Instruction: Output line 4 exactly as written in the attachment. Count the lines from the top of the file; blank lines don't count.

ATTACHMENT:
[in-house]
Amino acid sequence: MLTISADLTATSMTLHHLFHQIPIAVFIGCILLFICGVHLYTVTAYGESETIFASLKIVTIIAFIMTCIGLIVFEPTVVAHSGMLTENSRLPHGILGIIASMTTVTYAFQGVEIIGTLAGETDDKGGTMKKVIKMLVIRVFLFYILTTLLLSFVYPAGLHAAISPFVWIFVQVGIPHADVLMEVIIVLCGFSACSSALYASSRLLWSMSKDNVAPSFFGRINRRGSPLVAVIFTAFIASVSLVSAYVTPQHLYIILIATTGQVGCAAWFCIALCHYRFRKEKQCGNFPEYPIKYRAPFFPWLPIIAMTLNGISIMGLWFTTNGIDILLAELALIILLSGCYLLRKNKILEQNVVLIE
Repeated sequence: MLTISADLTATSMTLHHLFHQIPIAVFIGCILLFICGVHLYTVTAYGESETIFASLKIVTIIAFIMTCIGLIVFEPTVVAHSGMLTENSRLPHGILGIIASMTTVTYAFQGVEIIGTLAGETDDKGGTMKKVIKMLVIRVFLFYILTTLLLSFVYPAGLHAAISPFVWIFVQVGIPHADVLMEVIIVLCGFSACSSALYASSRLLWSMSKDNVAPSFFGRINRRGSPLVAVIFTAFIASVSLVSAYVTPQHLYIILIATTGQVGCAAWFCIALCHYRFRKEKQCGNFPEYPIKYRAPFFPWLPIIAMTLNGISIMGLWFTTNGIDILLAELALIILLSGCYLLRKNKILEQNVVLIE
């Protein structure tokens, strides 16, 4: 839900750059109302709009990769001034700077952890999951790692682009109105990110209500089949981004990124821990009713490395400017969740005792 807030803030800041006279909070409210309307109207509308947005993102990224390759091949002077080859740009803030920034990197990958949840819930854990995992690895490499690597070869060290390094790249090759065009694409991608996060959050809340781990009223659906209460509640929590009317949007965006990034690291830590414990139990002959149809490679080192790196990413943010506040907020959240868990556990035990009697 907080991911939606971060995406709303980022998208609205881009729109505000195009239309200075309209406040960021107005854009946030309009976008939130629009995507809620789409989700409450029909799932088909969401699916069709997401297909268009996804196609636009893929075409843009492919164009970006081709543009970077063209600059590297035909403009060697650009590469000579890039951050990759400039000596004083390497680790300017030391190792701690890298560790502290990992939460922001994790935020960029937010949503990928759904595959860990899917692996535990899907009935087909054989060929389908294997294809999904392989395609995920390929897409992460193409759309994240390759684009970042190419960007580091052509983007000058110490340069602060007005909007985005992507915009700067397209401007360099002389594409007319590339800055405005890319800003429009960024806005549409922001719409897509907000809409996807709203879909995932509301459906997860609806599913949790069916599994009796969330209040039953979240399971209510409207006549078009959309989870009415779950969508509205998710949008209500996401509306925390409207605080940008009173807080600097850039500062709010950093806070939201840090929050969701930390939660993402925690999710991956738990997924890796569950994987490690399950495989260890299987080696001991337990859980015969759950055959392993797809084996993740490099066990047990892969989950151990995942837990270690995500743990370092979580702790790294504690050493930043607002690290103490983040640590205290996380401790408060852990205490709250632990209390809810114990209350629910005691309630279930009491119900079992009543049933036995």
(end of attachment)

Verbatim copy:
């Protein structure tokens, strides 16, 4: 839900750059109302709009990769001034700077952890999951790692682009109105990110209500089949981004990124821990009713490395400017969740005792 807030803030800041006279909070409210309307109207509308947005993102990224390759091949002077080859740009803030920034990197990958949840819930854990995992690895490499690597070869060290390094790249090759065009694409991608996060959050809340781990009223659906209460509640929590009317949007965006990034690291830590414990139990002959149809490679080192790196990413943010506040907020959240868990556990035990009697 907080991911939606971060995406709303980022998208609205881009729109505000195009239309200075309209406040960021107005854009946030309009976008939130629009995507809620789409989700409450029909799932088909969401699916069709997401297909268009996804196609636009893929075409843009492919164009970006081709543009970077063209600059590297035909403009060697650009590469000579890039951050990759400039000596004083390497680790300017030391190792701690890298560790502290990992939460922001994790935020960029937010949503990928759904595959860990899917692996535990899907009935087909054989060929389908294997294809999904392989395609995920390929897409992460193409759309994240390759684009970042190419960007580091052509983007000058110490340069602060007005909007985005992507915009700067397209401007360099002389594409007319590339800055405005890319800003429009960024806005549409922001719409897509907000809409996807709203879909995932509301459906997860609806599913949790069916599994009796969330209040039953979240399971209510409207006549078009959309989870009415779950969508509205998710949008209500996401509306925390409207605080940008009173807080600097850039500062709010950093806070939201840090929050969701930390939660993402925690999710991956738990997924890796569950994987490690399950495989260890299987080696001991337990859980015969759950055959392993797809084996993740490099066990047990892969989950151990995942837990270690995500743990370092979580702790790294504690050493930043607002690290103490983040640590205290996380401790408060852990205490709250632990209390809810114990209350629910005691309630279930009491119900079992009543049933036995």